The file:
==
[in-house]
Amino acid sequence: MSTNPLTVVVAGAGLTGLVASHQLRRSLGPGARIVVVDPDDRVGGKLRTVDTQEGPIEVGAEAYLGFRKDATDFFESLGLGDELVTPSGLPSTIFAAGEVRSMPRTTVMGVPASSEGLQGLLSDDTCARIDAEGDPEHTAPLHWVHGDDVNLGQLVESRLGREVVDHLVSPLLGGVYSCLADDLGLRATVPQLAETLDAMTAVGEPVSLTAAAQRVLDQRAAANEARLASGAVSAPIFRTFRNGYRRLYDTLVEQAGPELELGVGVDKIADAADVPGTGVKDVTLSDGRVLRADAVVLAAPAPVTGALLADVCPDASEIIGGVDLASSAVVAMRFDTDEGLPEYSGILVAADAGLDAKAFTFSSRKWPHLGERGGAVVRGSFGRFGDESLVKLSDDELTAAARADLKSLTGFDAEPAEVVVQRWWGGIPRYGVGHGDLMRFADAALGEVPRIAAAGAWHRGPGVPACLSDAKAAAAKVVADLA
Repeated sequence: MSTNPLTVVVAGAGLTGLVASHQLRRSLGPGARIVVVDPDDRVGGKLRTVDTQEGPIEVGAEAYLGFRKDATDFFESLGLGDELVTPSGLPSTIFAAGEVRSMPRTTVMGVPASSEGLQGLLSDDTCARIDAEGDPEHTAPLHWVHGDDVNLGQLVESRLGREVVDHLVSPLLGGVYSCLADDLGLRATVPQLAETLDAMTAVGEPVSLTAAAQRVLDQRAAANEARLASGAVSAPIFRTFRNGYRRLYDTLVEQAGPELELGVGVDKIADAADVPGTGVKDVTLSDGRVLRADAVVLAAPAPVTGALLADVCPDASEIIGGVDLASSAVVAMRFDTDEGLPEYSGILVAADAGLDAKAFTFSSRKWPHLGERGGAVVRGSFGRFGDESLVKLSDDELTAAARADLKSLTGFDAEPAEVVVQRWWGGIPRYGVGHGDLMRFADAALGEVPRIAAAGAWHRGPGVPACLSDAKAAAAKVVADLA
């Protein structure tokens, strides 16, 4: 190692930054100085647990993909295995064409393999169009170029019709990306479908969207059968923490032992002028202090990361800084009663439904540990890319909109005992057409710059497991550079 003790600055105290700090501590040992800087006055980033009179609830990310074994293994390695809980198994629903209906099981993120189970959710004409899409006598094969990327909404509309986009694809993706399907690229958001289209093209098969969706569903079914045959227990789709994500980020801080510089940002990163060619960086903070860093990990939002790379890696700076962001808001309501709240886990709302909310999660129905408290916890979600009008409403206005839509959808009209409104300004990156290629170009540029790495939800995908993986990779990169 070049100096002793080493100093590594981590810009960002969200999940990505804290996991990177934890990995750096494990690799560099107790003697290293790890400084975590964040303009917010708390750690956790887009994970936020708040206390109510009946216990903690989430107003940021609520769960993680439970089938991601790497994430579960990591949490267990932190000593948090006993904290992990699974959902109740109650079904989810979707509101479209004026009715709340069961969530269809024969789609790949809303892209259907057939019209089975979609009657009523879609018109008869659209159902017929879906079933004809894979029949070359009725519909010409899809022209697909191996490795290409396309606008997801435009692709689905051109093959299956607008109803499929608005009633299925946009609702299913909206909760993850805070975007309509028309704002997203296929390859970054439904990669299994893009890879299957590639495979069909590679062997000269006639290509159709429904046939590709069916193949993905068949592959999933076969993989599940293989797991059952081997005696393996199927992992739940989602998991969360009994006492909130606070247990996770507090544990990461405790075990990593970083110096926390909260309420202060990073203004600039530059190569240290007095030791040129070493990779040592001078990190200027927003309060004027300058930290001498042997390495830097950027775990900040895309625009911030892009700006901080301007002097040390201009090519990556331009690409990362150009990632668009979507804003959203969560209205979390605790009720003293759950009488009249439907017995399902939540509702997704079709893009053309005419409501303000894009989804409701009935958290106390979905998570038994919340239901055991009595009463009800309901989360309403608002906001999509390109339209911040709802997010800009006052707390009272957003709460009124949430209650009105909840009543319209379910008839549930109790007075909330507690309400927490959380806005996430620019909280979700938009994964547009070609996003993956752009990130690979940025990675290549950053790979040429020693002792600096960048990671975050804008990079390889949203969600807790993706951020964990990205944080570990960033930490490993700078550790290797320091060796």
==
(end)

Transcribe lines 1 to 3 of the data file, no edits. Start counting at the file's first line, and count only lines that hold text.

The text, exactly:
[in-house]
Amino acid sequence: MSTNPLTVVVAGAGLTGLVASHQLRRSLGPGARIVVVDPDDRVGGKLRTVDTQEGPIEVGAEAYLGFRKDATDFFESLGLGDELVTPSGLPSTIFAAGEVRSMPRTTVMGVPASSEGLQGLLSDDTCARIDAEGDPEHTAPLHWVHGDDVNLGQLVESRLGREVVDHLVSPLLGGVYSCLADDLGLRATVPQLAETLDAMTAVGEPVSLTAAAQRVLDQRAAANEARLASGAVSAPIFRTFRNGYRRLYDTLVEQAGPELELGVGVDKIADAADVPGTGVKDVTLSDGRVLRADAVVLAAPAPVTGALLADVCPDASEIIGGVDLASSAVVAMRFDTDEGLPEYSGILVAADAGLDAKAFTFSSRKWPHLGERGGAVVRGSFGRFGDESLVKLSDDELTAAARADLKSLTGFDAEPAEVVVQRWWGGIPRYGVGHGDLMRFADAALGEVPRIAAAGAWHRGPGVPACLSDAKAAAAKVVADLA
Repeated sequence: MSTNPLTVVVAGAGLTGLVASHQLRRSLGPGARIVVVDPDDRVGGKLRTVDTQEGPIEVGAEAYLGFRKDATDFFESLGLGDELVTPSGLPSTIFAAGEVRSMPRTTVMGVPASSEGLQGLLSDDTCARIDAEGDPEHTAPLHWVHGDDVNLGQLVESRLGREVVDHLVSPLLGGVYSCLADDLGLRATVPQLAETLDAMTAVGEPVSLTAAAQRVLDQRAAANEARLASGAVSAPIFRTFRNGYRRLYDTLVEQAGPELELGVGVDKIADAADVPGTGVKDVTLSDGRVLRADAVVLAAPAPVTGALLADVCPDASEIIGGVDLASSAVVAMRFDTDEGLPEYSGILVAADAGLDAKAFTFSSRKWPHLGERGGAVVRGSFGRFGDESLVKLSDDELTAAARADLKSLTGFDAEPAEVVVQRWWGGIPRYGVGHGDLMRFADAALGEVPRIAAAGAWHRGPGVPACLSDAKAAAAKVVADLA